Published 11:19 pm Wednesday, June 30, 2010
The little barefoot boy that steps in a fresh deposit made by the neighbor’s dog does not want to hear that there won’t be much long term damage once the smelly mess is cleaned up. Nor does he want to hear that only a small amount of the offending goo will actually be cleaned out of his front yard’s grass. It is too early for him to be reasonable about the subject while it is still fresh in his mind and on his foot. Emotions are running too high.
It is easy to side with the crying child and want to comfort him when he is screaming that the offending dog should be sanctioned, punished, and confined to his own property. Perhaps, considering what the same dog did last winter with the neighbor lady’s poodle, the nasty beast should be neutered as well. Surely the dog’s owner owes the little boy a large settlement for ruining the quality of his life. . From here forward he will have to watch where he walks and a piece of his carefree youth has been stolen. The boy thinks his right to feel safe and secure in his own front yard has been forever shattered.
There have been many greater disasters who’s memory quickly faded. I lived in and owned property in Valdez, Alaska at the time of the Exxon Valdez oil spill. That summer I worked as a boat captain cleaning up the oil. Along with thousands of other people, some of whom picked up and wiped clean each individual rock on the beach, we collectively had the greatest adventure and most fun of our lives.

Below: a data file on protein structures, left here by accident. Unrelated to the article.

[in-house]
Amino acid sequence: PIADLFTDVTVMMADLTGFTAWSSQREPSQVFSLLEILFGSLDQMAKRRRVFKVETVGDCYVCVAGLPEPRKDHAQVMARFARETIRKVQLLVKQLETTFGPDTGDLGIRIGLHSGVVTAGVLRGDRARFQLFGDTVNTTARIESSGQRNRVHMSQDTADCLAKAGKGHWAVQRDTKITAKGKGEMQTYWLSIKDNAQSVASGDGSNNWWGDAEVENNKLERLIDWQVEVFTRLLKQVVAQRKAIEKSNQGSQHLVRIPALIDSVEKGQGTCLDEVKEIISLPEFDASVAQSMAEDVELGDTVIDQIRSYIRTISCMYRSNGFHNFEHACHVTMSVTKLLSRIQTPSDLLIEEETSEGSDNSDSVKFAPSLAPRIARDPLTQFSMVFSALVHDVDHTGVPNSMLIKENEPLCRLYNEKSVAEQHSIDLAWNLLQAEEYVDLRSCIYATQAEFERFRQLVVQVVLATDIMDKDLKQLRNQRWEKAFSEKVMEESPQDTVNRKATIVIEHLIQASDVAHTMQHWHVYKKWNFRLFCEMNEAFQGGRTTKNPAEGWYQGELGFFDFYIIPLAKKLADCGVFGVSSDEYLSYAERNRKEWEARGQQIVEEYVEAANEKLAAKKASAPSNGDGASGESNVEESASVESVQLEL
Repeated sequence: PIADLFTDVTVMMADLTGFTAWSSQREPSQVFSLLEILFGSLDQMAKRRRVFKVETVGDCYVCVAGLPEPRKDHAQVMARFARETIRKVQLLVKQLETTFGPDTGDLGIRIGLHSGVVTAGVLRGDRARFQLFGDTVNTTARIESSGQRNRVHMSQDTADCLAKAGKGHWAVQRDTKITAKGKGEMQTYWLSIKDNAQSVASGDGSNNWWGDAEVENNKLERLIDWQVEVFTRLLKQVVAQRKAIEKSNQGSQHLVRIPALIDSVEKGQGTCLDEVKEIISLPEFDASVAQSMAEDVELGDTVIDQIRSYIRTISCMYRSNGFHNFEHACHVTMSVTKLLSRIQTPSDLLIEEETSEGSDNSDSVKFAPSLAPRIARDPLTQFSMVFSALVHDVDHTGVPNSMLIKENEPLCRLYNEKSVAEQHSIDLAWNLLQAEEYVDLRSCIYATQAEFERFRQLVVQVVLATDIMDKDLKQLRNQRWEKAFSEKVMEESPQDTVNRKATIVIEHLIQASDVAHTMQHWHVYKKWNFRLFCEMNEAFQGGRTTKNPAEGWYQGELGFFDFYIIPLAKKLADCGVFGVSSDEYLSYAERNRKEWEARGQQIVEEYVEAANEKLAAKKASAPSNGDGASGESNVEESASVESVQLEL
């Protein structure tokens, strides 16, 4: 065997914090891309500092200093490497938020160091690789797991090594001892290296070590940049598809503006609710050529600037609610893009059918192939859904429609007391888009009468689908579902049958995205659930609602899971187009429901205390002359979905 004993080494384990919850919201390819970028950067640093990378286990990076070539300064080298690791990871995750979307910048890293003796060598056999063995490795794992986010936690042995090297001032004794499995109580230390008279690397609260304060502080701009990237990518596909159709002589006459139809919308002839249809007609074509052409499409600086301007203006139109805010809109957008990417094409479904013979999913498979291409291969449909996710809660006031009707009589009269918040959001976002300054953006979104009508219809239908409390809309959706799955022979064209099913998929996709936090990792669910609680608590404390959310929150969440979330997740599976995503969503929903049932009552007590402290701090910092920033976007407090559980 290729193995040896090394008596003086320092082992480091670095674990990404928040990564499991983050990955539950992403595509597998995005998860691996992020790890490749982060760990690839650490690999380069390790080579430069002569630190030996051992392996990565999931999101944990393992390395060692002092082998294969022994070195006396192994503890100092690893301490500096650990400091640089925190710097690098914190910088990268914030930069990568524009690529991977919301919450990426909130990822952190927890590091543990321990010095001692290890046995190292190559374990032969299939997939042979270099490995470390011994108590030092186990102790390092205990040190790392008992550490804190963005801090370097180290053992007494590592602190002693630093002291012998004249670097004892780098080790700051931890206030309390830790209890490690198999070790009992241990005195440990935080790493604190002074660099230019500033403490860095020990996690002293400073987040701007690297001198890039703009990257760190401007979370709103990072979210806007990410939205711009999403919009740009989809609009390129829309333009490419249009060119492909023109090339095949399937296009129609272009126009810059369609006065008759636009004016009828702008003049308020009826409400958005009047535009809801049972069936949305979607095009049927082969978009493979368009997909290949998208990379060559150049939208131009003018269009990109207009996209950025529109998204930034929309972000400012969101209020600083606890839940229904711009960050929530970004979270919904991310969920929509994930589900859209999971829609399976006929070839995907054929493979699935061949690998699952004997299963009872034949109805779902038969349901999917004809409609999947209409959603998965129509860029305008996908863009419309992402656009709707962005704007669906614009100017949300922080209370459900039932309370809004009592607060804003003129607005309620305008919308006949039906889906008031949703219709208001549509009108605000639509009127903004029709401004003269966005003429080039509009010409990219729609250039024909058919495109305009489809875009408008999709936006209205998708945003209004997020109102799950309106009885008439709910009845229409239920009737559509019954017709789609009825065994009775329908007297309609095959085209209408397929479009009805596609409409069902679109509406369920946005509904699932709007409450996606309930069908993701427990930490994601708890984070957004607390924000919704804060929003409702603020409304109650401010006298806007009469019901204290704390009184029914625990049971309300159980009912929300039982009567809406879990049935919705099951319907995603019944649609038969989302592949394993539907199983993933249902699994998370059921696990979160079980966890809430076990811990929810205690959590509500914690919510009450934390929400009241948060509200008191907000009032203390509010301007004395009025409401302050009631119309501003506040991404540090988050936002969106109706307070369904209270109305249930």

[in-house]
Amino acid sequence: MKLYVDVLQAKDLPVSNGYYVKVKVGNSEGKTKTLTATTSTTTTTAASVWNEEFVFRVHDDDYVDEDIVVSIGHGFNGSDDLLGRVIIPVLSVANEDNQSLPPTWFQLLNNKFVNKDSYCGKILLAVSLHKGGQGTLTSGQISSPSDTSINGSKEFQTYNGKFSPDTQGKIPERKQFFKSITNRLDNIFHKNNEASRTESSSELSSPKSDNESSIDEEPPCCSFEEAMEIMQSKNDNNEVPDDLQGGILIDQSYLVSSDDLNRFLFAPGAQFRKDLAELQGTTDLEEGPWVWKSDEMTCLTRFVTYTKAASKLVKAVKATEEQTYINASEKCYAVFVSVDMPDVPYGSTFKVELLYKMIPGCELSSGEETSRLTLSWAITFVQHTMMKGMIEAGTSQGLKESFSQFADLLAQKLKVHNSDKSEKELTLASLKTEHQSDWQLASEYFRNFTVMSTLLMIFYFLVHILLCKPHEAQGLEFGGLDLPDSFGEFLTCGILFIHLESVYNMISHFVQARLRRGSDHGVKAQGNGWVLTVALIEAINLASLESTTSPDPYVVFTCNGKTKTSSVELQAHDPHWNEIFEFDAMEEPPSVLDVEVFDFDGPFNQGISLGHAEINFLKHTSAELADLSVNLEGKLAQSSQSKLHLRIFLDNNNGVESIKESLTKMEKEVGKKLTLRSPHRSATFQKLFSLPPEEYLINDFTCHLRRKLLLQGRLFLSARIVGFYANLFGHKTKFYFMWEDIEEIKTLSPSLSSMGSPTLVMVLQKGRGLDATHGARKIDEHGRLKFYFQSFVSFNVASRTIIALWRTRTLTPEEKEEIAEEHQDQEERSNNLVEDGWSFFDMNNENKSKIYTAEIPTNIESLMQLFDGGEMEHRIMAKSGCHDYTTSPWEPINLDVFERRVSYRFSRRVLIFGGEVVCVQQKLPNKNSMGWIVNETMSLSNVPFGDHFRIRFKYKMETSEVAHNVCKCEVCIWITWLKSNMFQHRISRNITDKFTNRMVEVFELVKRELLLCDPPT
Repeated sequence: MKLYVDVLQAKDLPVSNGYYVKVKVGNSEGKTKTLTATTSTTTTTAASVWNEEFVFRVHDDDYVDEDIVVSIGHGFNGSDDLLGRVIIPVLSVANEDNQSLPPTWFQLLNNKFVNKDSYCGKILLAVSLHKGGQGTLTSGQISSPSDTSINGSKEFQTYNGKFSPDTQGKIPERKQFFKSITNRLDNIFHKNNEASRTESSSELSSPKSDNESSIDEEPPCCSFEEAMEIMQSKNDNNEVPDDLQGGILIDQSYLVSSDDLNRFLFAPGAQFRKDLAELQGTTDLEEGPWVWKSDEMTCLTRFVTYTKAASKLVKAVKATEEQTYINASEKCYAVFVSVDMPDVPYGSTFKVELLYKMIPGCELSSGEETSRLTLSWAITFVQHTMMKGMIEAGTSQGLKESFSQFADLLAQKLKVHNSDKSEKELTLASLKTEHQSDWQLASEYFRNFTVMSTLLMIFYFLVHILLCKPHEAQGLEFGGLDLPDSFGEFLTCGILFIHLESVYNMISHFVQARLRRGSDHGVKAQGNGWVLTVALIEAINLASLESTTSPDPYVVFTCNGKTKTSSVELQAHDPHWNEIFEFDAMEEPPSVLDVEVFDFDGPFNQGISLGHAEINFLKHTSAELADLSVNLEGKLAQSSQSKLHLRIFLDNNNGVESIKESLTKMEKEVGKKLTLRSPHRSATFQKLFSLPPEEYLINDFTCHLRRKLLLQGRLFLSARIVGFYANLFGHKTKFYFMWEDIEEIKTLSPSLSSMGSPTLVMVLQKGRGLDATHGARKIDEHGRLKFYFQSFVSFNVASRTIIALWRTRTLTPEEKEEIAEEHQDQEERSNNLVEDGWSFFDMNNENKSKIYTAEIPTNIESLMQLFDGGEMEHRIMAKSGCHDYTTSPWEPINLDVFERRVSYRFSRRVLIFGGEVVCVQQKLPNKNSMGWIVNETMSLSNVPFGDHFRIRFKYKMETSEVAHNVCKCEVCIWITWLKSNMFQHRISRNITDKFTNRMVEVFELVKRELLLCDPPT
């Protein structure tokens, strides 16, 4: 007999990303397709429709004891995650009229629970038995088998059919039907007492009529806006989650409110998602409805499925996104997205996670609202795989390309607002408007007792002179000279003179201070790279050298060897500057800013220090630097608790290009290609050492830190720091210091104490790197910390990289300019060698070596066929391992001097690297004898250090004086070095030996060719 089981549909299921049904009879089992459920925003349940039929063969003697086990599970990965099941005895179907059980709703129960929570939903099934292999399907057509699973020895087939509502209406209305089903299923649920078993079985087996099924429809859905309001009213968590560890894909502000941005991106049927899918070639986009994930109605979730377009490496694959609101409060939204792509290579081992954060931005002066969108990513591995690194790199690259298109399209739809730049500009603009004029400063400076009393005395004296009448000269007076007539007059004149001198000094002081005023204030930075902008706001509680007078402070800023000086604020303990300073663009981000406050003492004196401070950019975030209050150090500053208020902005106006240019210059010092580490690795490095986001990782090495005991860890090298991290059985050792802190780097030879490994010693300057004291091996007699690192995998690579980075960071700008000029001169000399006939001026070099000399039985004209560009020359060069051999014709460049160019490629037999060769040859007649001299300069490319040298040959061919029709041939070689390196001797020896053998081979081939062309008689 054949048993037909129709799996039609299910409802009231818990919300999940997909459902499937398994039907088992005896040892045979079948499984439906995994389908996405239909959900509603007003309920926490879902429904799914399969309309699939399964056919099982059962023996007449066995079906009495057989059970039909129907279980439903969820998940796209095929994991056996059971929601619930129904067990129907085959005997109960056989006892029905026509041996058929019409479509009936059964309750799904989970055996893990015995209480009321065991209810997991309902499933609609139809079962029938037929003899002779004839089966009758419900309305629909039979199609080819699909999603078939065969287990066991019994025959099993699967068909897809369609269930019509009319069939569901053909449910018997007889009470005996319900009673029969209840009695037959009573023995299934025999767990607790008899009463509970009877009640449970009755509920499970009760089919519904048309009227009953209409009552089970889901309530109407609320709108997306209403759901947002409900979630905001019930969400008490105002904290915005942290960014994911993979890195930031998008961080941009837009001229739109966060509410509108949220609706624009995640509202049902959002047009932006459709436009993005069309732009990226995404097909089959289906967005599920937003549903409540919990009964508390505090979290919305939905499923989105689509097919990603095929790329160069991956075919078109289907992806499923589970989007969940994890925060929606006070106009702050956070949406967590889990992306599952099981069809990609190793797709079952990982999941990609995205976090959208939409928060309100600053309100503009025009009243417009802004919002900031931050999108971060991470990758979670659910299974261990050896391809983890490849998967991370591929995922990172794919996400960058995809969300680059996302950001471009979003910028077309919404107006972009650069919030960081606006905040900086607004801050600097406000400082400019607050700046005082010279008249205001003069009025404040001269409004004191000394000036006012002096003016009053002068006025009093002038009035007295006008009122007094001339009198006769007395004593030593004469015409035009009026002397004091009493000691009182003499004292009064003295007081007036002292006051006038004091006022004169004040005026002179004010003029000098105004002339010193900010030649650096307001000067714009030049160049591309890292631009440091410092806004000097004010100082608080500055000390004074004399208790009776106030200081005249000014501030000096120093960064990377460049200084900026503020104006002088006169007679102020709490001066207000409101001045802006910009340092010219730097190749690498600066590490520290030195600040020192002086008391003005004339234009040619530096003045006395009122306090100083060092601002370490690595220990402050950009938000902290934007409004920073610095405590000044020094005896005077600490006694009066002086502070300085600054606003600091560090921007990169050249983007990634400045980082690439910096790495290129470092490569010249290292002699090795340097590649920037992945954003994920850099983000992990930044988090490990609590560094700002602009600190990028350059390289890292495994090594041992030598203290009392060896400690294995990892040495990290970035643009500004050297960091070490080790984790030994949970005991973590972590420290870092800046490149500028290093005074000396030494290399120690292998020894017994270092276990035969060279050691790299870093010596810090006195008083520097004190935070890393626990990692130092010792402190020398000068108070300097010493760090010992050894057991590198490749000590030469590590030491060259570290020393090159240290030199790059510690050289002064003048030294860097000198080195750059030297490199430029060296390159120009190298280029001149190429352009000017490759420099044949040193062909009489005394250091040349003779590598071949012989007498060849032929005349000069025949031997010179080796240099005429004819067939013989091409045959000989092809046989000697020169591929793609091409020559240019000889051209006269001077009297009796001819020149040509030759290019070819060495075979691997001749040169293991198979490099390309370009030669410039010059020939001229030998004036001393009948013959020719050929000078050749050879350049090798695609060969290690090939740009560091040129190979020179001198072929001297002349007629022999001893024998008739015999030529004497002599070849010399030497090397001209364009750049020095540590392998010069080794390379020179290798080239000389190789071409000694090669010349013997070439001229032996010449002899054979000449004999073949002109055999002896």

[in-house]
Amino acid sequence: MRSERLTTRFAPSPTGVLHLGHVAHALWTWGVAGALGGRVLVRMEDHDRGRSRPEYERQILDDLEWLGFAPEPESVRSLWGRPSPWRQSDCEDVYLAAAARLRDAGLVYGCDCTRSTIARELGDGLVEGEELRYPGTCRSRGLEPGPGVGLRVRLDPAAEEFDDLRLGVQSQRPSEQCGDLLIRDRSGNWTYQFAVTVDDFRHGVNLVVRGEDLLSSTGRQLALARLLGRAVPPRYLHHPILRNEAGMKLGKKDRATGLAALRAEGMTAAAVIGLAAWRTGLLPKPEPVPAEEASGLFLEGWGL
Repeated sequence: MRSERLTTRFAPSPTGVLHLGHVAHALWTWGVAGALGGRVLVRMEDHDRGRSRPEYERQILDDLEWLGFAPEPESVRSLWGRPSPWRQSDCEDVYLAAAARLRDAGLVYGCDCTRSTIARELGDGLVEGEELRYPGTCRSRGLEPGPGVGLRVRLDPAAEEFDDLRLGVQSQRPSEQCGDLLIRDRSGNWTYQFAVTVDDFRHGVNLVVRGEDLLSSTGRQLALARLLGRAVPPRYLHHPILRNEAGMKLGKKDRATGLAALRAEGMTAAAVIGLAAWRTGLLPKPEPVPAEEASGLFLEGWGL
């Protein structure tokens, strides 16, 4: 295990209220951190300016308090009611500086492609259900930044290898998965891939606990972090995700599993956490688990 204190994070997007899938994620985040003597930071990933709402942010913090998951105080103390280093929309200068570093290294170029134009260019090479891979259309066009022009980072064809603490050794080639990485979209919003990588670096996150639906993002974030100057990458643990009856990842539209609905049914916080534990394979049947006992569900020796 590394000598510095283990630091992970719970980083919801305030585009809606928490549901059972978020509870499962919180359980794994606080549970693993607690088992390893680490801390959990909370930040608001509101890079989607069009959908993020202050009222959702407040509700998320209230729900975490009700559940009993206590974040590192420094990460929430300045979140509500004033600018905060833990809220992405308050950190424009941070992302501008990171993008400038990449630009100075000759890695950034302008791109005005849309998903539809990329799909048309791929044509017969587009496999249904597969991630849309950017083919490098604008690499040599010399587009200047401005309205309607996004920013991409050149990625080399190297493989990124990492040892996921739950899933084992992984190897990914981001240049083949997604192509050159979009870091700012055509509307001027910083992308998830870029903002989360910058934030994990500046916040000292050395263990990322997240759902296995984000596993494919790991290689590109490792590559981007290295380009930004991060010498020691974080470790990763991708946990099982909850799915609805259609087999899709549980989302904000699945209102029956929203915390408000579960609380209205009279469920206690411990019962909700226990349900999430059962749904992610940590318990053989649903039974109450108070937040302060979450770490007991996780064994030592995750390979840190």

As a result of the millions spent we recovered, by some accounts, less than 8% of the product lost. There were only traces of oil visible the following year and no need for further cleanup. Nature heals itself real well.
I have heard before each and every fear and complaint voiced by the people affected by the spill. Each person believes their problem is unique and life altering. The doom sayers will predict everlasting disaster depending on their personal ax to grind. I’ve seen the dying wild life and morned their loss. It is too early to tell those hurting that life will resume as before, the wildlife will again thrive, and the long term effects of the spill will be small. We only need to look at the history of previous spills to prove permanent damage is minimal.
We shouldn’t minimize the effects of the spill, nor should we pay too much attention to the media that is trying to wring every opportunity for a sensationalized sound bite out of every drop of crude. We will get through this cleanup and the press will move on to report the next end of the world disaster. Cool realistic heads need to prevail and not let emotions whipped up by sensationalism cripple our oil industry with over regulation and limited drilling opportunities.